Day 10: Baalbek
Baalbek Travel Blog› entry 18 of 54 › view all entries
Early in the morning we took a public bus across the Mt Lebanon range, passing snowy mountain tops, into the Bekaa valley. Everywhere we looked we saw soldiers and tanks stationed along the road, at all major routes and intersections. Even though the war with Israel has pretty much come to an end, the army is still on their toes just in case they come back. Or perhaps they were there just in case some lunatics from the Palestinian refugee camps in the south decided to revolt and take over the country. Lebanon is still fighting a war at many different fronts.
The Bekaa valley, in which the old Roman city of Baalbek is located, is Hezbollah territory. Hezbollah is one of those groups you only hear about in negative context in the news.
I don't condone Hezbollah teachings, its suppression of women and tendency to encourage terrorist activities against the Western world are definitely not my cup of tea. But I can understand the attraction this faction might have on the people here. Last summer two Israeli soldiers were kidnapped by Palestinians at the Israeli-Lebanese border. Because these Palestians probably came from refugee camps in Lebanon, the Israeli army retaliated by destroying the entire infrastructure of Lebanon. Bridges, highways, the airport, districts of Southern Beirut, and parts of the Bekaa valley, including the historical site of Baalbek - all were bombarded.
Of course, the incompetent government of Lebanon is as much to blame for this as Israel. But I compared it to my own country in WWII. Our government capitulated in a mere two days, and our royal family fled to England and Canada while thousands died in the bombardment of Rotterdam. So what did the Dutch do? Did they blame their government for misjudging the threat of the Germans? Did they blame the royal family for cowardness? Of course not, they started the resistance, trying to sabotage the Germans. So what do you reckon happens when a Lebanese farmer comes home one day to find his farm bombed to smithereens and his family dead? And then a charismatic leader like Hasan Nasrallah sells his Hezbollah story and gives instructions on how to throw a bomb back. Do you reckon he'll go complain to his government for incompetence? Of course not! After seeing first hand what happened to a country like Lebanon makes me understand just how movements like Hezbollah and Hamas find their willing followers.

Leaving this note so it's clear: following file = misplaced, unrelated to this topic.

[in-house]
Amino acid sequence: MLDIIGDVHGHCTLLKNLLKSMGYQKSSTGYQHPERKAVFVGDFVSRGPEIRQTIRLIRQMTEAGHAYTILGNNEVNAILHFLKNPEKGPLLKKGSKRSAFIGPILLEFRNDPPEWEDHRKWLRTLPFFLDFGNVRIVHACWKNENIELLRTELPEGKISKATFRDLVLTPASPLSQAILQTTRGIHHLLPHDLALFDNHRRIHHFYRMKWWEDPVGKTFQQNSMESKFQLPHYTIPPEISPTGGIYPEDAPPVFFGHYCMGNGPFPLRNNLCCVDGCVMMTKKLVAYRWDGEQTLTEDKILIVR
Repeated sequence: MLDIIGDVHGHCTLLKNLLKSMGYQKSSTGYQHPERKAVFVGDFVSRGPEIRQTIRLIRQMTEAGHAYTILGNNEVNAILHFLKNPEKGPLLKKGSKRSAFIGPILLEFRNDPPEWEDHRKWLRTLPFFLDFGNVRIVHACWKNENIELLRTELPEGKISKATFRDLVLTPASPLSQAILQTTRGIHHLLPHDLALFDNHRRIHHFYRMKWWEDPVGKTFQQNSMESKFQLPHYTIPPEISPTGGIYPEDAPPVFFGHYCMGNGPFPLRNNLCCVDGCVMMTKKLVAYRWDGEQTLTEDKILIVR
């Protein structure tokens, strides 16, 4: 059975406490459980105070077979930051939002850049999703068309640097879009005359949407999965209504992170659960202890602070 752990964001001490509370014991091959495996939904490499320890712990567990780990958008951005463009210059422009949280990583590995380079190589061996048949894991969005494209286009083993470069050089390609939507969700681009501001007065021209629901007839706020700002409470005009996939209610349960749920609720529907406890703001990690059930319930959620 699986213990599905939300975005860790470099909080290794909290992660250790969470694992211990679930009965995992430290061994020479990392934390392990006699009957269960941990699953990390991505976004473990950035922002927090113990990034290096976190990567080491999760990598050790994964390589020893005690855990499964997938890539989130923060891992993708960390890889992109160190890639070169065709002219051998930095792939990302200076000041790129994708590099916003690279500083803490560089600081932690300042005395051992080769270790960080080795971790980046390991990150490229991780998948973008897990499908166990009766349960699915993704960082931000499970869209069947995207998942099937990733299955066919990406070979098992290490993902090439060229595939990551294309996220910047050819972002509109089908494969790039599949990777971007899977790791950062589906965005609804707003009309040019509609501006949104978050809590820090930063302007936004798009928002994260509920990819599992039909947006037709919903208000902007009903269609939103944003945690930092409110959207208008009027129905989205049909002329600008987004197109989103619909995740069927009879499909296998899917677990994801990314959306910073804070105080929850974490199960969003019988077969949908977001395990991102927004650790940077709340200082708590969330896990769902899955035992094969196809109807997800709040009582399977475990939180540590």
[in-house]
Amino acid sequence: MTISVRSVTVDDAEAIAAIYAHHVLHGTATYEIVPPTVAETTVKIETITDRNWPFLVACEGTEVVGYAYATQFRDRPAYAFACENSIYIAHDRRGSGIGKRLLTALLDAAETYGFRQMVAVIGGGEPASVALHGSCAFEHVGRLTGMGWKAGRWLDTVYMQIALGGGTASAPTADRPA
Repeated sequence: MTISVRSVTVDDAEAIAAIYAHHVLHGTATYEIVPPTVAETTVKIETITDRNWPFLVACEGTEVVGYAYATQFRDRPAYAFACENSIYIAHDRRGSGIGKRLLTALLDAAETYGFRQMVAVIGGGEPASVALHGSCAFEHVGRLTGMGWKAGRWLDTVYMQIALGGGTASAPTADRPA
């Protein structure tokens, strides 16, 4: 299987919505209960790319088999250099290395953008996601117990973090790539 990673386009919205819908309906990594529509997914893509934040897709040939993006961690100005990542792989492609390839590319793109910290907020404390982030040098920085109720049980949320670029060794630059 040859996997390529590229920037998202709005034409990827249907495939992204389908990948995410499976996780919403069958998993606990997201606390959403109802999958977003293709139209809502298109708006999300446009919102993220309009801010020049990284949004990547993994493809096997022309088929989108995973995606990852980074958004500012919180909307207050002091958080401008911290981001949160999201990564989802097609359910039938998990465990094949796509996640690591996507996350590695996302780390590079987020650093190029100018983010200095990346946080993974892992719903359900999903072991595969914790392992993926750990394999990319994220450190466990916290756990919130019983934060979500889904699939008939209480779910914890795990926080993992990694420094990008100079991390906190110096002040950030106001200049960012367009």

So what does Israel do to re-educate these people? They simply throw a few more bombs on them. And what does America and the rest of the Western world do? We simply look the other way and give Israel full carte blanche to bomb whatever they want to bomb. Makes you wonder if the situation would have been any different had there been any oil in the ground here.
Reading about the turbulent recent history of this country, and hearing the accounts of people made me so angry.
Anyway, rant over. We arrived in Baalbek, a city which stems from another era of Imperialism: the Roman times. The city was originally founded some 1000 years BC, and captured and amended by the Romans in 64 BC.
By now we had seen a fair share of piles of rock, but evenso, this place was more impressive and spectacular than anything we had seen so far. The main temple, the temple of Baal, doesn't have much left stading. Some of the outer walls are still there, and there are 6 columns standing that were once part of the Temple of Jupiter, which are really impressive.
What the main temple of Baal lacks in 'completeness' is more than compensated by nearby temple of Bacchus, which is almost entirely intact. The Temple of Bacchus was ironically called the 'small temple' although it is bigger than the Parthenon in Greece. With a height of more than 40 metres, this is a hugely impressive structure, especially when you consider it has stood there for over 2000 years.
And to think of what this city must have looked like back then, when this huge temple was actually dwarfed by the nearby Temples of Baal and Jupiter... amazing... I always knew the Romans suffered from delusions of grandeur, but this was the first time I got to see it for myself. Reminds me I should really get myself to Rome some day.
The only negative aspect of today was the weather. Back in Holland there was a heat wave going on, with temperatures above 33 degrees and we were shivering in the cold, wearing nowhere near enough clothes. It had been nice and sunny in Beirut, but across the Mt Lebanon mountain range the weather was a completely different story. Overcast, rainy and a freezing wind.
Partially due to the cold we left Baalbek after just an hour and a half. Had the sun been shining it would have been great to hang around a little, imagining what this place might have looked like 2000 years ago, but in this weather it just wasn't fun.
So we went back to the nice and sunny Beirut, which lies 1000 metres lower on the Mediterranean coast.
In the evening we asked the hotel reception whether there was any real Lebanese restaurant left in this city at all.
It shouldn't come as a surprise to anyone that this restaurant was completely devoid of any Lebanese patrons, and the only people there were Westerners. Tourists, business people, UN soldiers, etc. All Lebanese were probably having pizza in Gemmayzeh...